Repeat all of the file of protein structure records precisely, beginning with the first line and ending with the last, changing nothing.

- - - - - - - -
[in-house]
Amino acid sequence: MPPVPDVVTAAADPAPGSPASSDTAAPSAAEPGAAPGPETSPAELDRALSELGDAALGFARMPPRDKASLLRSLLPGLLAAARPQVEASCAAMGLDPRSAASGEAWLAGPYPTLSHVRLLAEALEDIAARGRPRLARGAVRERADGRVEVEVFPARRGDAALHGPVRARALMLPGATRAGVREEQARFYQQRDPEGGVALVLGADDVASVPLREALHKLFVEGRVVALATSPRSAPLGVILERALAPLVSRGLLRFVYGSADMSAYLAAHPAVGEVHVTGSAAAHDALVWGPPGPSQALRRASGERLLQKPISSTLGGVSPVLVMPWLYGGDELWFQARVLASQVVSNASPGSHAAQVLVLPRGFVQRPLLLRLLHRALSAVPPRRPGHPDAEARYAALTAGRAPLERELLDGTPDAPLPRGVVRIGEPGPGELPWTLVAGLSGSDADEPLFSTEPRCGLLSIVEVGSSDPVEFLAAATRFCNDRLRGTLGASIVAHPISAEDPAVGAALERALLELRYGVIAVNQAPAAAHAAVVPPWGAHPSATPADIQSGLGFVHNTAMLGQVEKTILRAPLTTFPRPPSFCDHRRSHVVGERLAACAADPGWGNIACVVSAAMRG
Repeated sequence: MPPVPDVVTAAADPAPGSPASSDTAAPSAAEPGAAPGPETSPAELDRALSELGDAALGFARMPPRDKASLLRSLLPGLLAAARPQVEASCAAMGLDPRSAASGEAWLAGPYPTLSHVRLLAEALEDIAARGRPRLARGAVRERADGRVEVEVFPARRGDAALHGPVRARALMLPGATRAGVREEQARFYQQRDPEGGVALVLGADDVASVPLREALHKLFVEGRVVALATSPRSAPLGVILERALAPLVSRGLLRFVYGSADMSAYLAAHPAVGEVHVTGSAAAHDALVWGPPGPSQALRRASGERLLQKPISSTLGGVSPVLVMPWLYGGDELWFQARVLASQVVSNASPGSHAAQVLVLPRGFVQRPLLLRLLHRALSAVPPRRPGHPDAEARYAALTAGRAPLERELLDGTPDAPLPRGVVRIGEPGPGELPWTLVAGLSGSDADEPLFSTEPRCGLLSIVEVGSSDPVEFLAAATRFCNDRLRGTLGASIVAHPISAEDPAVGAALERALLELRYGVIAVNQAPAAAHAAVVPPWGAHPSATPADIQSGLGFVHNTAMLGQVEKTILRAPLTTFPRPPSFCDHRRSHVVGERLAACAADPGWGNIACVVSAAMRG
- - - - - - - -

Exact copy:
[in-house]
Amino acid sequence: MPPVPDVVTAAADPAPGSPASSDTAAPSAAEPGAAPGPETSPAELDRALSELGDAALGFARMPPRDKASLLRSLLPGLLAAARPQVEASCAAMGLDPRSAASGEAWLAGPYPTLSHVRLLAEALEDIAARGRPRLARGAVRERADGRVEVEVFPARRGDAALHGPVRARALMLPGATRAGVREEQARFYQQRDPEGGVALVLGADDVASVPLREALHKLFVEGRVVALATSPRSAPLGVILERALAPLVSRGLLRFVYGSADMSAYLAAHPAVGEVHVTGSAAAHDALVWGPPGPSQALRRASGERLLQKPISSTLGGVSPVLVMPWLYGGDELWFQARVLASQVVSNASPGSHAAQVLVLPRGFVQRPLLLRLLHRALSAVPPRRPGHPDAEARYAALTAGRAPLERELLDGTPDAPLPRGVVRIGEPGPGELPWTLVAGLSGSDADEPLFSTEPRCGLLSIVEVGSSDPVEFLAAATRFCNDRLRGTLGASIVAHPISAEDPAVGAALERALLELRYGVIAVNQAPAAAHAAVVPPWGAHPSATPADIQSGLGFVHNTAMLGQVEKTILRAPLTTFPRPPSFCDHRRSHVVGERLAACAADPGWGNIACVVSAAMRG
Repeated sequence: MPPVPDVVTAAADPAPGSPASSDTAAPSAAEPGAAPGPETSPAELDRALSELGDAALGFARMPPRDKASLLRSLLPGLLAAARPQVEASCAAMGLDPRSAASGEAWLAGPYPTLSHVRLLAEALEDIAARGRPRLARGAVRERADGRVEVEVFPARRGDAALHGPVRARALMLPGATRAGVREEQARFYQQRDPEGGVALVLGADDVASVPLREALHKLFVEGRVVALATSPRSAPLGVILERALAPLVSRGLLRFVYGSADMSAYLAAHPAVGEVHVTGSAAAHDALVWGPPGPSQALRRASGERLLQKPISSTLGGVSPVLVMPWLYGGDELWFQARVLASQVVSNASPGSHAAQVLVLPRGFVQRPLLLRLLHRALSAVPPRRPGHPDAEARYAALTAGRAPLERELLDGTPDAPLPRGVVRIGEPGPGELPWTLVAGLSGSDADEPLFSTEPRCGLLSIVEVGSSDPVEFLAAATRFCNDRLRGTLGASIVAHPISAEDPAVGAALERALLELRYGVIAVNQAPAAAHAAVVPPWGAHPSATPADIQSGLGFVHNTAMLGQVEKTILRAPLTTFPRPPSFCDHRRSHVVGERLAACAADPGWGNIACVVSAAMRG